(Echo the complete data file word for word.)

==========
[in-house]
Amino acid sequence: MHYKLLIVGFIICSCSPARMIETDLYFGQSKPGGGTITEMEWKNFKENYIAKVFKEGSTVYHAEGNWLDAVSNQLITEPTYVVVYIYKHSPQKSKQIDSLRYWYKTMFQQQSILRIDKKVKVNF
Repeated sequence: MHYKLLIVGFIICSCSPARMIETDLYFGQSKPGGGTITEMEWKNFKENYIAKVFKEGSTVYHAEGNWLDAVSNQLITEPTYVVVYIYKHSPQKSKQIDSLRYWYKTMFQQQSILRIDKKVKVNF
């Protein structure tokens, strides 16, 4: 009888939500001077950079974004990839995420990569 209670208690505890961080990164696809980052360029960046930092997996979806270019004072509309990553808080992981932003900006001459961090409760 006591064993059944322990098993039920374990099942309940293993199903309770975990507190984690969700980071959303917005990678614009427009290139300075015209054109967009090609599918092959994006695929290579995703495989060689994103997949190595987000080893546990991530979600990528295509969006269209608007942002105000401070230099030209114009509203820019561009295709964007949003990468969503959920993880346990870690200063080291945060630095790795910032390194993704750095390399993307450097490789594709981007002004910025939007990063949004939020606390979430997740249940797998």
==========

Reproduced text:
[in-house]
Amino acid sequence: MHYKLLIVGFIICSCSPARMIETDLYFGQSKPGGGTITEMEWKNFKENYIAKVFKEGSTVYHAEGNWLDAVSNQLITEPTYVVVYIYKHSPQKSKQIDSLRYWYKTMFQQQSILRIDKKVKVNF
Repeated sequence: MHYKLLIVGFIICSCSPARMIETDLYFGQSKPGGGTITEMEWKNFKENYIAKVFKEGSTVYHAEGNWLDAVSNQLITEPTYVVVYIYKHSPQKSKQIDSLRYWYKTMFQQQSILRIDKKVKVNF
């Protein structure tokens, strides 16, 4: 009888939500001077950079974004990839995420990569 209670208690505890961080990164696809980052360029960046930092997996979806270019004072509309990553808080992981932003900006001459961090409760 006591064993059944322990098993039920374990099942309940293993199903309770975990507190984690969700980071959303917005990678614009427009290139300075015209054109967009090609599918092959994006695929290579995703495989060689994103997949190595987000080893546990991530979600990528295509969006269209608007942002105000401070230099030209114009509203820019561009295709964007949003990468969503959920993880346990870690200063080291945060630095790795910032390194993704750095390399993307450097490789594709981007002004910025939007990063949004939020606390979430997740249940797998």